Considering that the Ottomans, who were basically the successor state to the Byzantines managed just fine, I don't see it as that outlandish.

Egypt and the rest of North Africa is difficult on religious grounds, but if the Arab expansion doesn't happen against a backdrop of two crippled empires, and is outlasted/assimilated, then I don't see why a Balkan+Anatolian+Levantine Byzantine state is doomed.
 
I'm rather skeptical of "Agent of Byzantium" style TL's, where the Byzantines last until today with the Balkans, Anatolia, Egypt, North Africa, etc. The Byzantine Empire was overextended and had problems keeping itself together-Gregory the Patrician, exarch of Carthage, actually tried to break away in the 7th century, after Egypt fell to the Muslims. Granted, this was in the context of the Muslim conquests, but even if the empire is strong enough to prevent Muslims from having as much success as OTL, it will eventually have Turks, Slavs, Arabs, Berbers, Persians, and Italians to contend with, and will probably get wittled away over the centuries. Thats not to say the Empire was necessarily doomed by the 5th century-I can see them, given the right set of circumstances, surviving to the present with control over parts of the Balkans, Greece, and pieces of western Turkey. Anything more than that is, in my opinion, ASB.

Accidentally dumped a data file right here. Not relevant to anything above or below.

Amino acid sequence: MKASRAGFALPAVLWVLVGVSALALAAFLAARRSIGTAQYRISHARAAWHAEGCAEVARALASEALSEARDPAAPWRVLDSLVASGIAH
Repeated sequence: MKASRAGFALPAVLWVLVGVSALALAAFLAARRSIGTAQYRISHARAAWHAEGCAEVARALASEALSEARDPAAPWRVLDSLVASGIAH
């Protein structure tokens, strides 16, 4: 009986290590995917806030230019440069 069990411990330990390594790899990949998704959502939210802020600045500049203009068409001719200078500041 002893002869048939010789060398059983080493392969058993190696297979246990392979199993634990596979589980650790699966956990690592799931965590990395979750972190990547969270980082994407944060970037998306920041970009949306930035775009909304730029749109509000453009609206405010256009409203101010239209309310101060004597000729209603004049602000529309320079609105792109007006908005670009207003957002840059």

I'd say Asia Minor is the definite necessity for the Byzantines to resist until modern times. The 1025 empire size is probably the most balanced of all...
 
I'd say Asia Minor is the definite necessity for the Byzantines to resist until modern times. The 1025 empire size is probably the most balanced of all...
Without wishing to be overly pedantic, probably you could get a bit better than this; take out Armenia (conquered in 1022) and add Sicily. This removes the Normans from the equation, and gives the Empire a more defensible eastern frontier in Cappadocia. :)
 
Without wishing to be overly pedantic, probably you could get a bit better than this; take out Armenia (conquered in 1022) and add Sicily. This removes the Normans from the equation, and gives the Empire a more defensible eastern frontier in Cappadocia. :)
The problem with Sicily is that it needs a good portion of Southern Italy. Then it needs to have a good relationship with Tunisia. Then the Empire needs to prepare for an all-out naval war against the power that controls western Mediterranean Sea. Not to mention the interference of the Pope, Guelfs, Ghibelins and the German Empire.

I feel that any territory in Italy will take out precious resources from the East...

Armenia, on the other hand, is practically family. It's easier to strike at Bagdad or Western Iran, it has a fierce population that can resist a Muslim invasion quite fine and it protects the less-populated areas of Central Anatolia...